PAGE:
An exhibit scheduled for October inside The Joe Center for the Arts is unique in the Center’s short history.
Artistic talent is not required.
The deadline for entries into The Joe’s “Picking up the Pieces” arrives this weekend, with the exhibit slated to open in conjunction with the Oct. 10 one-year anniversary of Hurricane Michael.
More than a remembrance of the damage and upended lives, though, the exhibit aims to spotlight the forward progress, the rebuilding and renewal since the storm.
“We are not looking to document Michael’s destruction,” said Marcy Trahan with the board of the non-profit Joe Center for the Arts. “We want to illustrate how we have moved forward, grown and changed since the storm.”
For the exhibit, organizers are seeking work created since the storm that incorporates the concept behind “picking up the pieces.”
“We are interested in seeing the direction your art may have taken after the storm,” Trahan said, before adding that it was also an opportunity for “artists and non-artists” to contribute.
In effect, the exhibit brings together two major art projects.
The Blue Tarp Quilt
Each Saturday afternoon for several months, The Joe has been building this “art quilt” on steroids, asking residents to submit, via words, drawings, photos, etc., memories of Michael and its aftermath.
The squares can even have cloth as part of the landscape and objects attached if that tells your story.
Submissions are on squares of 8.5 inches and will be applied to a blue tarp(s) like the tarps that have topped so many roofs around the county in the months since the storm.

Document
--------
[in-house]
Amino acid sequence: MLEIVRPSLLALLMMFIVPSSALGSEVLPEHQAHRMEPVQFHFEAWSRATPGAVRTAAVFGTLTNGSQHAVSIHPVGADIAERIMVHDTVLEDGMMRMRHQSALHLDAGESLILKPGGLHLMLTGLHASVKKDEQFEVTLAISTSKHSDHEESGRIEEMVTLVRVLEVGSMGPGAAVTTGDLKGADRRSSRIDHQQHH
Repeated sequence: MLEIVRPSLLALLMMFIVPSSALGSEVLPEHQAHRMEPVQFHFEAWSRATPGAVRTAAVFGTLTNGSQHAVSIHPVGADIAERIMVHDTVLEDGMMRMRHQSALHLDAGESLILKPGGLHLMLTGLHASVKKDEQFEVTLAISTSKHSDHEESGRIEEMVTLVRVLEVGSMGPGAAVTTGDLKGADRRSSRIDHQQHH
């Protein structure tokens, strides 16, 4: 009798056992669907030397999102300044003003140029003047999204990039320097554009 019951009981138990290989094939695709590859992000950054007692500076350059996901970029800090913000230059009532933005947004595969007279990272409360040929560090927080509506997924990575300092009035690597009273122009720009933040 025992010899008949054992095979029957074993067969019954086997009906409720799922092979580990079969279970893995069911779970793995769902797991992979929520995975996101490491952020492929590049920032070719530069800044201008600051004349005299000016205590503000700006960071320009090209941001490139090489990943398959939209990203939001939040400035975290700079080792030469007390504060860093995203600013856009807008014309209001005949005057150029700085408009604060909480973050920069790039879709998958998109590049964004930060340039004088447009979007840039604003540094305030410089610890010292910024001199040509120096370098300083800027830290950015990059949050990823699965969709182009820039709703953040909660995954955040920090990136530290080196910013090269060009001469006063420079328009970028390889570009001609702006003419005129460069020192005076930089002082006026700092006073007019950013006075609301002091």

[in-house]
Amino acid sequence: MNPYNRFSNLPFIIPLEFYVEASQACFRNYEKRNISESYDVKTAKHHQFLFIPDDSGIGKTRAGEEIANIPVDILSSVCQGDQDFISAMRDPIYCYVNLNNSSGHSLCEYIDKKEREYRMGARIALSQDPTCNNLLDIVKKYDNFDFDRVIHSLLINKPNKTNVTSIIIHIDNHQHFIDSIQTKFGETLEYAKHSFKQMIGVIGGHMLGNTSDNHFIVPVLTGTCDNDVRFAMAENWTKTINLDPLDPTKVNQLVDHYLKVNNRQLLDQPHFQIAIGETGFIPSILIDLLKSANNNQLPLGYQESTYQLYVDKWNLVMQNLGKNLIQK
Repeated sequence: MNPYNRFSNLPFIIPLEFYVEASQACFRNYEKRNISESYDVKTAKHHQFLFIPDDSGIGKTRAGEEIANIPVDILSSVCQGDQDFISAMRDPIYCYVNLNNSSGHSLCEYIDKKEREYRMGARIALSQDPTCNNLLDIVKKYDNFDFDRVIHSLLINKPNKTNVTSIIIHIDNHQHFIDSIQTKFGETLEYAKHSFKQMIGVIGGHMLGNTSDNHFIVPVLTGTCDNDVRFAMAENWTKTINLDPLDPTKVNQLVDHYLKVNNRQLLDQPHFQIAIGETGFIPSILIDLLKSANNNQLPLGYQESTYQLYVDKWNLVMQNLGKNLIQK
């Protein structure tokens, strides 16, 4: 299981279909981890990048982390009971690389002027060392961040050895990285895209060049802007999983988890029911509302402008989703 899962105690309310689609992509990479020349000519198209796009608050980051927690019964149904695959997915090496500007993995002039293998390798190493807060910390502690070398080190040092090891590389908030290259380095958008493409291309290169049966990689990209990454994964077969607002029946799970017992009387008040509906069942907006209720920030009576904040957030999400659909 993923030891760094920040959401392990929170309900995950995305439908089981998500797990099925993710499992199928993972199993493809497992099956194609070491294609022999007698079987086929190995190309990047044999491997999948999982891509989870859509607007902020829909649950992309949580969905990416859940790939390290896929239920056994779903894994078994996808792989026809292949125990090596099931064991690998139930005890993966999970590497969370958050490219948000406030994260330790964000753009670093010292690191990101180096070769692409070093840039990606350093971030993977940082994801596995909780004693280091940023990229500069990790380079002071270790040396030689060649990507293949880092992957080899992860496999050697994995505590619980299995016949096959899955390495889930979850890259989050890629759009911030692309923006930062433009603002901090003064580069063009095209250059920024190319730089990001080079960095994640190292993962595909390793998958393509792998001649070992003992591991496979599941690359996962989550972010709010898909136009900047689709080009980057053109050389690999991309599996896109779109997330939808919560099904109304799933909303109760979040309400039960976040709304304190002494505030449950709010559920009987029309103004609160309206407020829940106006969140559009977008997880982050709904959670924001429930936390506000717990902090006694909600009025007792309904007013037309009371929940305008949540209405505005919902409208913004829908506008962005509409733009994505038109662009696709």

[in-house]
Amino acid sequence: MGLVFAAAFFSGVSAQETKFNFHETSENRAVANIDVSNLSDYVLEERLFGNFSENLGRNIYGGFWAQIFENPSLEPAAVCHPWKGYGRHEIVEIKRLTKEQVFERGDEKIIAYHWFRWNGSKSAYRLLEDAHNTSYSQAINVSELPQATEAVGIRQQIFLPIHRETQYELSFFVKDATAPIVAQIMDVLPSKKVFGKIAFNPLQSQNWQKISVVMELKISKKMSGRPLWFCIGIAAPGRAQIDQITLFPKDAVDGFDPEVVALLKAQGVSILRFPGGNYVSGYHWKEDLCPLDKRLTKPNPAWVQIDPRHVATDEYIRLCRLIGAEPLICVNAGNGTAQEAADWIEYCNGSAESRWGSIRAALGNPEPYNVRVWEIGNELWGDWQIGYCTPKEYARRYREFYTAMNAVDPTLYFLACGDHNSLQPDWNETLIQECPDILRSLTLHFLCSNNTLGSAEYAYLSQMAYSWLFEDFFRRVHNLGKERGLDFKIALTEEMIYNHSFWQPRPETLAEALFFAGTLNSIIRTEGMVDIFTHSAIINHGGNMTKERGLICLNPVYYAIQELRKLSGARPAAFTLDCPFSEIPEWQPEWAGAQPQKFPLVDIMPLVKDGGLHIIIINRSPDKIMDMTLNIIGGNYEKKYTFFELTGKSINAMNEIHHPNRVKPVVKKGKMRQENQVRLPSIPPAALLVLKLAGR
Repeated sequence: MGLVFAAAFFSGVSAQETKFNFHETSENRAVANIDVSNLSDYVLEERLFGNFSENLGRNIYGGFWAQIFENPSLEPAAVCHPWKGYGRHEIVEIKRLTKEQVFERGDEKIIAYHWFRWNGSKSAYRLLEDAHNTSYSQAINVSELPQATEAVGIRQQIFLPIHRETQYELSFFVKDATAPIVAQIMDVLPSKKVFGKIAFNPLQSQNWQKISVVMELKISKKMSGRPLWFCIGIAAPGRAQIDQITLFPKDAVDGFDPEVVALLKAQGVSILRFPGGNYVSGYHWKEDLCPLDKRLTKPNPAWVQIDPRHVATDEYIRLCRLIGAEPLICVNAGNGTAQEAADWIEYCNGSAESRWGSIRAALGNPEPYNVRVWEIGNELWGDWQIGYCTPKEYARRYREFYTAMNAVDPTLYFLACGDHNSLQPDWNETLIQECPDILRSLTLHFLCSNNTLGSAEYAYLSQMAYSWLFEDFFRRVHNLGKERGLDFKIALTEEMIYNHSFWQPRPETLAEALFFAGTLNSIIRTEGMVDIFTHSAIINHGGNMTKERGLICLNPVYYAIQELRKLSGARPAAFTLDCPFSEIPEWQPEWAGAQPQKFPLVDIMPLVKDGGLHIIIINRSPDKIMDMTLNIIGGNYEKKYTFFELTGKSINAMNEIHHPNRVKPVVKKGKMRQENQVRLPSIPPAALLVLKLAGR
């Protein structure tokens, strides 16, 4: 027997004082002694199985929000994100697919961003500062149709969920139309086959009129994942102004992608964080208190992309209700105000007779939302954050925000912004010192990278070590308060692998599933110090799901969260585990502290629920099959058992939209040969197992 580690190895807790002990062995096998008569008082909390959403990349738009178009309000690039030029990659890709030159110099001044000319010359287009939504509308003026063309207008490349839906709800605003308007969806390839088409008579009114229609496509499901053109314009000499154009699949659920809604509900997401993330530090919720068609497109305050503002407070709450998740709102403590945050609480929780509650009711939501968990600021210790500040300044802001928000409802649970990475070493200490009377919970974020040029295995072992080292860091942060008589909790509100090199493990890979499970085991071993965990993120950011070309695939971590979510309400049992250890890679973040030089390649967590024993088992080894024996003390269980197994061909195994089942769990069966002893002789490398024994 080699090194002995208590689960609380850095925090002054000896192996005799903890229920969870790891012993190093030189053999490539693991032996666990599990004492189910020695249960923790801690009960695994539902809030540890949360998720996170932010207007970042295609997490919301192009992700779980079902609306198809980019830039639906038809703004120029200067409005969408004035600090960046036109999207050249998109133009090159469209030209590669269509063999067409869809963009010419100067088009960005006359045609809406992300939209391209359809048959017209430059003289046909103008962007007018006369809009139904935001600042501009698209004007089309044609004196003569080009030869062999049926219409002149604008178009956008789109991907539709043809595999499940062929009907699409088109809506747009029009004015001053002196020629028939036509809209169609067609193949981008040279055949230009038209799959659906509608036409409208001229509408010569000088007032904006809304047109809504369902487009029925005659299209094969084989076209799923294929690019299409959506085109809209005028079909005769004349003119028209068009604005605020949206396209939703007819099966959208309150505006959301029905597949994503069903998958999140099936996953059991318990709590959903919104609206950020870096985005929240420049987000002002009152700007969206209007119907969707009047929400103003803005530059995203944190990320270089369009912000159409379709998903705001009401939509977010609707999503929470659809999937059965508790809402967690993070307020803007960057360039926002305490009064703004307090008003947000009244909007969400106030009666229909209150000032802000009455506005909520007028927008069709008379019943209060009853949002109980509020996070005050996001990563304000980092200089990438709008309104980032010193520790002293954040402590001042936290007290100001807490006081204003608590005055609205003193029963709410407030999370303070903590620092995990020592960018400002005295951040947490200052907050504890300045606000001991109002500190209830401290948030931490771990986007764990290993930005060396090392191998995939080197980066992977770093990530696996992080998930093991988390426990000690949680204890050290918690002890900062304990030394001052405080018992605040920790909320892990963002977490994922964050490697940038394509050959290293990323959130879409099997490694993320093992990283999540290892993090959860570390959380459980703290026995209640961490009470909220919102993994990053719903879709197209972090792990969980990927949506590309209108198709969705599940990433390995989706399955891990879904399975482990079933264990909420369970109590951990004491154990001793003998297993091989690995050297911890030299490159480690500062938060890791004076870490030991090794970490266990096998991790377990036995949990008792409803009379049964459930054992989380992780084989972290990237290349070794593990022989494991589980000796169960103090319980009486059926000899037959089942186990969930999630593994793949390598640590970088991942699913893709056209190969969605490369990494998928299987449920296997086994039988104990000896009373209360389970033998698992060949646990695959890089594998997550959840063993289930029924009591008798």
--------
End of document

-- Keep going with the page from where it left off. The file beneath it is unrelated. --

Make you square at home or, as many have already done, craft it during open hours at The Joe.
Organizers are not just seeking submissions; they are in search of volunteers to help put the “quilts” together with glue and sewing.
One does not have to have experience, but “a willingness to participate,” Trahan said.
This project ventures into the realm of installation art, three-dimensional, site-specific and designed to transform perceptions of a specific space, Trahan said.
Using empty water bottles, of which so many were made available, filled and free, in the days after Michael to transform the main gallery of The Joe.
The project will start with the front windows and “spill” into the gallery, pun intended.
“With enough help and enough bottles we are hoping to incorporate other aspects to this installation, specifically water bottle chandeliers,” Trahan said.
She added that “all hands on deck” were needed to make the concept reality.
The next two Mondays, Sept. 23 and 30, work days for the project are scheduled 3-5 p.m. ET.
For more information visit joecenter.org or check out the non-profit’s page on Facebook.